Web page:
The Ving Tsun curriculum is condensed into three forms, a pattern of techniques that flow together that work on details, precision, and conditioning the body. Through form practice, the student learns to refine their techniques to a higher level and integrate the movements into muscle memory. There are three empty handed forms in Ving Tsun:
Siu Nim Tao
Best translated as “the little idea”, “beginning idea”, or even “Shaolin Way”, Siu Nim Tao is the first form of the Ving Tsun system and it is form that you’ll study extensively throughout your training. Siu Nim Tao describes the fundamentals of Ving Tsun: centerline theory, forward energy, a strong horse stance, and power through relaxation. Siu Num Tao introduces both offensive and defensive techniques.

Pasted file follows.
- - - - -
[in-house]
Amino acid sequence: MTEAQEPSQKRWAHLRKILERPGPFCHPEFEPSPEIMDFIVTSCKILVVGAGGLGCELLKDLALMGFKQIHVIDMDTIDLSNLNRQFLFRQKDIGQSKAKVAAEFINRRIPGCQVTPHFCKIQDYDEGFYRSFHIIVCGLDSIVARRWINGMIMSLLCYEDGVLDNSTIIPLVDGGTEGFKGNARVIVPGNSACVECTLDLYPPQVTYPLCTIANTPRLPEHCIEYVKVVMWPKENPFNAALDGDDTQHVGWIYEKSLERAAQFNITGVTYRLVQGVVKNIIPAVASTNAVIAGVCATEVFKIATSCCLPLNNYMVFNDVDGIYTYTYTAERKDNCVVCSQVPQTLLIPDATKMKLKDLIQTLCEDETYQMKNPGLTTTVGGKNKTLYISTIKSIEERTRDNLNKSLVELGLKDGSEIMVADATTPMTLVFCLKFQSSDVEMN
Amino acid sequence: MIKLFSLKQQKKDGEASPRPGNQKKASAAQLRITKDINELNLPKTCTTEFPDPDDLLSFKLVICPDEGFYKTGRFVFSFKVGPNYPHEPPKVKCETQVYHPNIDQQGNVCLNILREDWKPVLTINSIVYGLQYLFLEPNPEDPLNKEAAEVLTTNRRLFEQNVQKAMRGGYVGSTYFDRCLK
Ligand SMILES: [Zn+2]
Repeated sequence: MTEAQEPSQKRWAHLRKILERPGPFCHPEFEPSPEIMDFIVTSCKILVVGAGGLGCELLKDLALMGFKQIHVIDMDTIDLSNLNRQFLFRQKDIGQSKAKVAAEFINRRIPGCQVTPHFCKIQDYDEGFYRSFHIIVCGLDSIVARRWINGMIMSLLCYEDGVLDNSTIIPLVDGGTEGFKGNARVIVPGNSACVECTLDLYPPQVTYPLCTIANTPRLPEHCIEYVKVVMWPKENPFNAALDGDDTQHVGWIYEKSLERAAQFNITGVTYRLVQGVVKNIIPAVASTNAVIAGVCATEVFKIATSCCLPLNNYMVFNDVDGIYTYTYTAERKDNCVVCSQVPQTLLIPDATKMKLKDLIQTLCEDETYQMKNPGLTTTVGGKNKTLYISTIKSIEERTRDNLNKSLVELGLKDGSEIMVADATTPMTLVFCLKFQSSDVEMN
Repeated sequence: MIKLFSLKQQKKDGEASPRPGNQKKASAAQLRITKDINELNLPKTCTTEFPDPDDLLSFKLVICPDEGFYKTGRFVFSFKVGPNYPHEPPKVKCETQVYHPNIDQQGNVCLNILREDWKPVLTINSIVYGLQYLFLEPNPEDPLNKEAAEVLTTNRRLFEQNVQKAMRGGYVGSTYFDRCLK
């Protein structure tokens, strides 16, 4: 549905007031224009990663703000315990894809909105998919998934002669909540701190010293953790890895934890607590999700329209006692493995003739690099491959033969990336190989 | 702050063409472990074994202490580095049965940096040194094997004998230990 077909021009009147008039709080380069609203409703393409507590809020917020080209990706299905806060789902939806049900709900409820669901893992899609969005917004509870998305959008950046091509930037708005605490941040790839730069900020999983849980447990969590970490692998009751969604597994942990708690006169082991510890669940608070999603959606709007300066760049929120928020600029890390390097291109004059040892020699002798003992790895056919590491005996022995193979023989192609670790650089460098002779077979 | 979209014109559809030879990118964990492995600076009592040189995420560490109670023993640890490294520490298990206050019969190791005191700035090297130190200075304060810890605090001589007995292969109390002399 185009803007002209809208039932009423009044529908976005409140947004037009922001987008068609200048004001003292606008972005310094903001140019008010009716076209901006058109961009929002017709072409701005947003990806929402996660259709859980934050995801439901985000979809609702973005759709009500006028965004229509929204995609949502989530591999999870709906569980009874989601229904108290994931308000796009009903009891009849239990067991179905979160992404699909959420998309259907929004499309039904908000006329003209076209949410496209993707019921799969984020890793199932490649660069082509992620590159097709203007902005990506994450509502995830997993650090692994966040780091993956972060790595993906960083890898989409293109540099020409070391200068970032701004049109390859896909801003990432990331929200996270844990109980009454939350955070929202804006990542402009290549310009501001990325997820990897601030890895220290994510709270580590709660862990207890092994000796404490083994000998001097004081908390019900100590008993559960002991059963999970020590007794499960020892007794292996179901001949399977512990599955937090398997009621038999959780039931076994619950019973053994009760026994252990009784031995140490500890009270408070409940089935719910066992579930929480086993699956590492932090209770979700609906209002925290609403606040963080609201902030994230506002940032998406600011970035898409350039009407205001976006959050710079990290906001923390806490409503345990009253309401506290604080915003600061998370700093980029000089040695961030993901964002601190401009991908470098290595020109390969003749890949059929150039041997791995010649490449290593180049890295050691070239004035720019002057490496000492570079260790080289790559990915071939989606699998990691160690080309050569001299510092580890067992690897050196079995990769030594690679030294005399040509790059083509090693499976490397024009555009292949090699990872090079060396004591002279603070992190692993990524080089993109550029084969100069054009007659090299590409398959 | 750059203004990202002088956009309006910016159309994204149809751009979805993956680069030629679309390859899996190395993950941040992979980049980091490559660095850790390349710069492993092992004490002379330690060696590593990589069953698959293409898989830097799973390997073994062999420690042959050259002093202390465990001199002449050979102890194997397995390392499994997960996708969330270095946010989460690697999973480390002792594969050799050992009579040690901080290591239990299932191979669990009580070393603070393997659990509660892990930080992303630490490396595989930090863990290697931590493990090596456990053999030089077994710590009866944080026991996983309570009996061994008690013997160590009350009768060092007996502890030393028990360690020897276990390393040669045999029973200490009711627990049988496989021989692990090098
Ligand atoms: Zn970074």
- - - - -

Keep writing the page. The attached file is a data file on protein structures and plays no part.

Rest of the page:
Translated as “seeking” the bridge, Chum Kiu is an advancement from Siu Num Tao that includes bridging techniques that instruct the student on receiving and redirecting incoming energy through “sticking”, similar in spirit to the Chi Sao drill. Chum Kiu also introduces new skills of moving the horse forward, shifting, and maintaining the center through rotations and movement.
Bil Gee may be translated as “darting/shooting fingers” and includes a primarily offensive arsenal of strikes and movements. There is more footwork in this form, including a sweep, low kicks, and shifting. Learning Bil Gee may help the practitioner to recognize ways to amplify their first two forms Siu Num Tao and Chum Kiu and prepare for emergency scenarios where center control is compromised.